BELMONT (CBS) – A house in Belmont that predates the Revolutionary War has been saved from the wrecking ball, at least temporarily.
The Thomas Clark House, which was built 252 years ago when Massachusetts was still a British colony, was moved on Saturday from its lot on Common Street to a new spot on Concord Ave.
The move is a result of a rescue effort by the Belmont Historical Commission, the Architectural Heritage Foundation, and others after the property was purchased by a developer.
WBZ-TV’s Jim Smith reports
“The threat was to demolish it and that would have been a tragedy,” said Lydia Ogilby, who works on the commission.
Dozens of people came out to see history in the making and history preserved. Longtime residents say they house is a looking glass into the past.
“They can see the smoke of Bunker Hill from the house, from the hill behind it. It represented some of the underground railway, of the slaves escaping,” said Ogilby.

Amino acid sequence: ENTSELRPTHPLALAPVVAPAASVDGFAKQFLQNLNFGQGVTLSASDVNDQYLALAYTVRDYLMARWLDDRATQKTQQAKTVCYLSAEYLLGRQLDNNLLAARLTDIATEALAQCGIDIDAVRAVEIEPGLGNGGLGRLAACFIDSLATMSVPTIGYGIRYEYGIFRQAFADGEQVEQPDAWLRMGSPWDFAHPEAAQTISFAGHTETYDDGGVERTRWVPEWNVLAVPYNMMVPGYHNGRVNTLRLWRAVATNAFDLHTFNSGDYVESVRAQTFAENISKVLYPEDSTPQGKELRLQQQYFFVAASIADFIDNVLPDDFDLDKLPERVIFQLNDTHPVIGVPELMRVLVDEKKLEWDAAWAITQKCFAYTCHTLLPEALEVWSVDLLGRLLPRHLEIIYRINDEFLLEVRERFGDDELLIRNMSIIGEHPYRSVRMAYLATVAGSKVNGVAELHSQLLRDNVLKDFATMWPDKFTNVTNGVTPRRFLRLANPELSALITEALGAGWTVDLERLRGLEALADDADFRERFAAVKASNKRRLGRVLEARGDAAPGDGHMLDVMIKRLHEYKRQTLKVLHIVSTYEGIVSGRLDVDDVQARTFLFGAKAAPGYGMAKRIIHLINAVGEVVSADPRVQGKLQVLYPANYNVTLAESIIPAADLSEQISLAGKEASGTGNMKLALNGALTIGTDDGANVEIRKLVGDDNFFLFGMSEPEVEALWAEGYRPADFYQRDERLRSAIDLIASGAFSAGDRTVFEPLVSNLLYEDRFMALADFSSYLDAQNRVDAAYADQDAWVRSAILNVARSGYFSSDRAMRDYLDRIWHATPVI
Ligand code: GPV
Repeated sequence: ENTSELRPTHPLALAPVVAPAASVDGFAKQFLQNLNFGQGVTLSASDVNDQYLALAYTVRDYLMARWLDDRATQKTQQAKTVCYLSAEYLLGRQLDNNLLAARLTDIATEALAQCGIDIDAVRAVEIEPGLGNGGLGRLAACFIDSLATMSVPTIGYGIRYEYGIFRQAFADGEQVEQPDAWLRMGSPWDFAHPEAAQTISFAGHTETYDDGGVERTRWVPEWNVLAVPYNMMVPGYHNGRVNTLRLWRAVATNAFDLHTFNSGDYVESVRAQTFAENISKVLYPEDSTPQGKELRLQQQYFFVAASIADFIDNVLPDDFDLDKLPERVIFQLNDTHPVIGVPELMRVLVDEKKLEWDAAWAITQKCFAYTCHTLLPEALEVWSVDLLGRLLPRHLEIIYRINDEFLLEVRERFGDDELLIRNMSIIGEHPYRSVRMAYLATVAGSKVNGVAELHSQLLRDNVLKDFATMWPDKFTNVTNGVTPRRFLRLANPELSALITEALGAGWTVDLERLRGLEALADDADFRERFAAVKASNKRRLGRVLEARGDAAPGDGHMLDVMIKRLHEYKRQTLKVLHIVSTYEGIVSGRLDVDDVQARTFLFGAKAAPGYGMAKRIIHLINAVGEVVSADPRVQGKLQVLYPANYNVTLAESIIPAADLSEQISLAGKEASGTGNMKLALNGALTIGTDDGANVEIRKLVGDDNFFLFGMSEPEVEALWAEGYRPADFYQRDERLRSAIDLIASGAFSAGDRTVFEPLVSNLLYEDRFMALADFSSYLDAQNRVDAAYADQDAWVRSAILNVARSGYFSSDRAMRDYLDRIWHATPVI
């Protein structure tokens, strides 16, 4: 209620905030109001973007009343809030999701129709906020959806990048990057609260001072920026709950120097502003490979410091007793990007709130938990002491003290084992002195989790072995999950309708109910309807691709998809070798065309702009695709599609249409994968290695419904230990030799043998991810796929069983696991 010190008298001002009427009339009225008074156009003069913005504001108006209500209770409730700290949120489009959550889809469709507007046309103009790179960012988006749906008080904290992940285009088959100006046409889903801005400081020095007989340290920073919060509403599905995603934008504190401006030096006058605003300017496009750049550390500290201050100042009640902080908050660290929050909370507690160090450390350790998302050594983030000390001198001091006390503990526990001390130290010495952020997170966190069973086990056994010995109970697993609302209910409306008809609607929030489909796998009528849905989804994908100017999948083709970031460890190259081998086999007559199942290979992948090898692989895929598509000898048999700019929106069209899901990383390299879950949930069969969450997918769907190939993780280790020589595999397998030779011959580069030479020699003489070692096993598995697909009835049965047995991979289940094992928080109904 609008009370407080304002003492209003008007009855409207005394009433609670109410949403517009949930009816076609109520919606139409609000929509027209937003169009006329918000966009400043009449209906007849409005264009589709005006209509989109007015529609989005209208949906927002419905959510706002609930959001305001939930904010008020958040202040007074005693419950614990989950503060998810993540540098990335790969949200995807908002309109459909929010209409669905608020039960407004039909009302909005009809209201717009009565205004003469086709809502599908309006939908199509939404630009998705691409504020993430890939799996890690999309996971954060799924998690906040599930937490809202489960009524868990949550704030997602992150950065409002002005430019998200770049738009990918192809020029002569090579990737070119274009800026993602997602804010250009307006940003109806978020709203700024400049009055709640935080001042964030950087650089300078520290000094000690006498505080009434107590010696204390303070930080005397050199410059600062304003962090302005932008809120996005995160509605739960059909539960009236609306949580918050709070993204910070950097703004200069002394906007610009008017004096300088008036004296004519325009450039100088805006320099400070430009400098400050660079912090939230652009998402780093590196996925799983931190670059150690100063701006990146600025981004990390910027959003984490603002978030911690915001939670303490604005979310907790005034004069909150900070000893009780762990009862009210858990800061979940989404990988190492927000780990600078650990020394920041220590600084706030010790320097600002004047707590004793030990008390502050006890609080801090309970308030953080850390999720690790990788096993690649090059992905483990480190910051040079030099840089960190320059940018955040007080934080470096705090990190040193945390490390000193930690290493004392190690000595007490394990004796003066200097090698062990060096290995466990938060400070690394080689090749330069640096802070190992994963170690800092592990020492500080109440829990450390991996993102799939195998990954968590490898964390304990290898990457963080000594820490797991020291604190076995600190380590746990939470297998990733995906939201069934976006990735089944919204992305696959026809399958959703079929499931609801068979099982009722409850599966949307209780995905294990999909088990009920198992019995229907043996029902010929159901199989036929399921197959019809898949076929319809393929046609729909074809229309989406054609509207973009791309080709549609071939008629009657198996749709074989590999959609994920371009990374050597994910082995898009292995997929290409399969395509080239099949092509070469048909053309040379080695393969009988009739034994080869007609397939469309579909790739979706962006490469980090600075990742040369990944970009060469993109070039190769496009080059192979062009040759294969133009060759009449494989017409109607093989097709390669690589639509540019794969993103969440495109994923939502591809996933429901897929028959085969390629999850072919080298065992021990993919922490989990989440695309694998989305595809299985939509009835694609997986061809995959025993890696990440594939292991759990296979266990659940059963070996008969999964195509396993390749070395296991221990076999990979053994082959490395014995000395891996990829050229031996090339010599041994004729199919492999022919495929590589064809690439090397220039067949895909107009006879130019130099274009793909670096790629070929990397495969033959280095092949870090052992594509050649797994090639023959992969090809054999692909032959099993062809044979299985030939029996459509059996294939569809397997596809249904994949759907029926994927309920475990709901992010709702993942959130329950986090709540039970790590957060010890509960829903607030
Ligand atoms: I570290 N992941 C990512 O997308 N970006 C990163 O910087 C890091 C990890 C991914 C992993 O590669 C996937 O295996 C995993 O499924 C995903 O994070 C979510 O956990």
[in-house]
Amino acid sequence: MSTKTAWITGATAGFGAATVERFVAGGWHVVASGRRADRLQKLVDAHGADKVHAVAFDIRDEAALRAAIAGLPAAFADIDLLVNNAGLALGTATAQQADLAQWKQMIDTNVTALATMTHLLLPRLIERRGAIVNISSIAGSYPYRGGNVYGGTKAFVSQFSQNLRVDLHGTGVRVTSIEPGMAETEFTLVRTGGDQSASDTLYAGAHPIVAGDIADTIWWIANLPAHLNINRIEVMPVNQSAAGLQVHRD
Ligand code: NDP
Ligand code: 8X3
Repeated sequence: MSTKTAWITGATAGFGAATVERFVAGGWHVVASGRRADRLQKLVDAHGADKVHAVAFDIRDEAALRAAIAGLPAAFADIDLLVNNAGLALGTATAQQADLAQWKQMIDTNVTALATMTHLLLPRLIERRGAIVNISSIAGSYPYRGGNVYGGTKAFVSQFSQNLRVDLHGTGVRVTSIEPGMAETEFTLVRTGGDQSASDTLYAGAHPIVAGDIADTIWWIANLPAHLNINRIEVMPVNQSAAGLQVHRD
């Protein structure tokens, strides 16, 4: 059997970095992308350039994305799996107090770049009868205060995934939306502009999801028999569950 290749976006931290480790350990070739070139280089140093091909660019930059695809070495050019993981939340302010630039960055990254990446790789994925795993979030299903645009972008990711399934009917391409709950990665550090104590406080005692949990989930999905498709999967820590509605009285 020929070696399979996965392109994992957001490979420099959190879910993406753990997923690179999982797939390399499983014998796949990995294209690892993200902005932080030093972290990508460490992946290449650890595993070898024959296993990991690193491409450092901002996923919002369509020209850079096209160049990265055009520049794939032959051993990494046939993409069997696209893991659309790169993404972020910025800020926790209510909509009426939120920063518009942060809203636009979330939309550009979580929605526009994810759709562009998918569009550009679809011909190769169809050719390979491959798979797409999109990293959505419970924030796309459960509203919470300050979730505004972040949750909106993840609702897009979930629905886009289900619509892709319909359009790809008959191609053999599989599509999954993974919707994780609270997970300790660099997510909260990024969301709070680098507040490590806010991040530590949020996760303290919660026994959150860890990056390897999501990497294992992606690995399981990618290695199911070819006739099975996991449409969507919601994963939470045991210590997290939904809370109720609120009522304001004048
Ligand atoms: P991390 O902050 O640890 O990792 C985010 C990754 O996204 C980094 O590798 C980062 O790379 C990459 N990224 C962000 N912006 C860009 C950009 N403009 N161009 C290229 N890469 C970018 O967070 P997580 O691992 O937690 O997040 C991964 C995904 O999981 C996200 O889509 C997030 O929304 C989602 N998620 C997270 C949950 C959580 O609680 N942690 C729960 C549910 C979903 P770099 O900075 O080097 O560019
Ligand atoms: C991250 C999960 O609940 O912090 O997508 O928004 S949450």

Private donations allowed the house to be moved onto a new piece of property owned by the town until a buyer is found.
The crowd included Peter Sifneos, who grew up in the home.
“It’s very emotional for me,” he said. “For one thing it’s sad to see it leave its original home, but then again I’m glad it’s still here.”
Perhaps the toughest job was Brian Lagasse’s, the truck driver responsible for towing the house away safely.
“Inch by inch. Every little divot in the ground, everything moves, everything creaks and cracks and you gotta double-check it and double-check it and triple-check it,” he said.
The antique colonial will be stored at its new location for up to six months while preservationists try to find a permanent location for the house.
If no permanent location can be found, the house will eventually be demolished.